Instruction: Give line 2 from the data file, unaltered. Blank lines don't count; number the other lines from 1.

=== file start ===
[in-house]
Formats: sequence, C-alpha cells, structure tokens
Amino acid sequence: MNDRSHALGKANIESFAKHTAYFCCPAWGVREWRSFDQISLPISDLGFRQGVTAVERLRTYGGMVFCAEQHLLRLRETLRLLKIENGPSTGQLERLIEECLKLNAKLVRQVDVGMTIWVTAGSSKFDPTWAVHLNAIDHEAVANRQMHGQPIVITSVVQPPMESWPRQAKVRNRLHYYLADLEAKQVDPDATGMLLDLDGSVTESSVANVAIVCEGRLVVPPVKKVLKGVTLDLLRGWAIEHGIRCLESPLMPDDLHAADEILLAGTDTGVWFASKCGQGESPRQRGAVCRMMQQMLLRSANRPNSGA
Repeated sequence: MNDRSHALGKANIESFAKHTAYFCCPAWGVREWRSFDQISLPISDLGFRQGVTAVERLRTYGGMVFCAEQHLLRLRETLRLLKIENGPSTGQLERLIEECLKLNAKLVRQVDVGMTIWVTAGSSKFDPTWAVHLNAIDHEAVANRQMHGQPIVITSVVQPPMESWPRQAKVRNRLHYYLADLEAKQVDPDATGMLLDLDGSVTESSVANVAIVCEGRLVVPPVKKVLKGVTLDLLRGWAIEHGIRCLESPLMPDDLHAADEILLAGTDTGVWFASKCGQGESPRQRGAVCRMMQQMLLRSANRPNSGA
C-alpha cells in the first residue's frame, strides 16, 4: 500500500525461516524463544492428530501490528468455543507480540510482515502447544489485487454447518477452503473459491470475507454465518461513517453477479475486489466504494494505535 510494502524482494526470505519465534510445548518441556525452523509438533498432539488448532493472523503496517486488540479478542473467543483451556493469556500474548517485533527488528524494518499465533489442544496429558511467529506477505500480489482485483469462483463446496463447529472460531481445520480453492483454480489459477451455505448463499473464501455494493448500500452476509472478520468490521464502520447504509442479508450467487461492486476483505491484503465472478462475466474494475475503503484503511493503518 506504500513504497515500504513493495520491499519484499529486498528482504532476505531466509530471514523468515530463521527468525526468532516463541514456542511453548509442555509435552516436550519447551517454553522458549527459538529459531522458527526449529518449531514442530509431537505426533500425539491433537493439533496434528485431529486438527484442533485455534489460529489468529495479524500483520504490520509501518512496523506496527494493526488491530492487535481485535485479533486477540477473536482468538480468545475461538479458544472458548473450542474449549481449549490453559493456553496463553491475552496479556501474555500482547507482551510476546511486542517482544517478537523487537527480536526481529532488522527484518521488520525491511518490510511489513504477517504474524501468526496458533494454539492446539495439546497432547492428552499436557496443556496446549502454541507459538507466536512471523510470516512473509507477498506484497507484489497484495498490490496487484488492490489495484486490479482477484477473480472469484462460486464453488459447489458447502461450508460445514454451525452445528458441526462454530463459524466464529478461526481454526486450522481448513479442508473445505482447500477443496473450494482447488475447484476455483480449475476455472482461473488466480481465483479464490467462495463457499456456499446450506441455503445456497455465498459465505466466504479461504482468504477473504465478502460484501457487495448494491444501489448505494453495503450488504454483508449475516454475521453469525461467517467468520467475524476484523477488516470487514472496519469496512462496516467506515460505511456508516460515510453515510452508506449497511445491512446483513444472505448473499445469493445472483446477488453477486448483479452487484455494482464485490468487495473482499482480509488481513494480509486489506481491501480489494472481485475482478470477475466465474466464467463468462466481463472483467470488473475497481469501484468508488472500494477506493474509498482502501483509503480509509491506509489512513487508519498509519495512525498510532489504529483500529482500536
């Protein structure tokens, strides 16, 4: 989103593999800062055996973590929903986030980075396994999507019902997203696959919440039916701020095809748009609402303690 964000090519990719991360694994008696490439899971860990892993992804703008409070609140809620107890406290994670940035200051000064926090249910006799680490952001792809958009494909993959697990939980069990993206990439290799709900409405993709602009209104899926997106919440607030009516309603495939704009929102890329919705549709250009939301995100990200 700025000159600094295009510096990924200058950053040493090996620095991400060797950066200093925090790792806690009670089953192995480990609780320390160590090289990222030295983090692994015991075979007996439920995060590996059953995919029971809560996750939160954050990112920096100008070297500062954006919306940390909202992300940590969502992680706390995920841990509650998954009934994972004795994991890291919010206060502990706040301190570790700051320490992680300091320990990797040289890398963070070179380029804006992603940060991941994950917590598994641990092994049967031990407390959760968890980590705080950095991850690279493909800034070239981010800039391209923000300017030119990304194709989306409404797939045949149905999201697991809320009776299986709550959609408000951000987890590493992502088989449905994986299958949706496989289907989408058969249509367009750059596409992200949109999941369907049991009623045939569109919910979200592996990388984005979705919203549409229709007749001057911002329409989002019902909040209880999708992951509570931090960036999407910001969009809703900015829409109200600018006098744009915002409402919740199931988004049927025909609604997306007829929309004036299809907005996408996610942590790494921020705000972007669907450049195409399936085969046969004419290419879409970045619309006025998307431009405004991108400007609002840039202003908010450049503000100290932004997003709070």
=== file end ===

Formats: sequence, C-alpha cells, structure tokens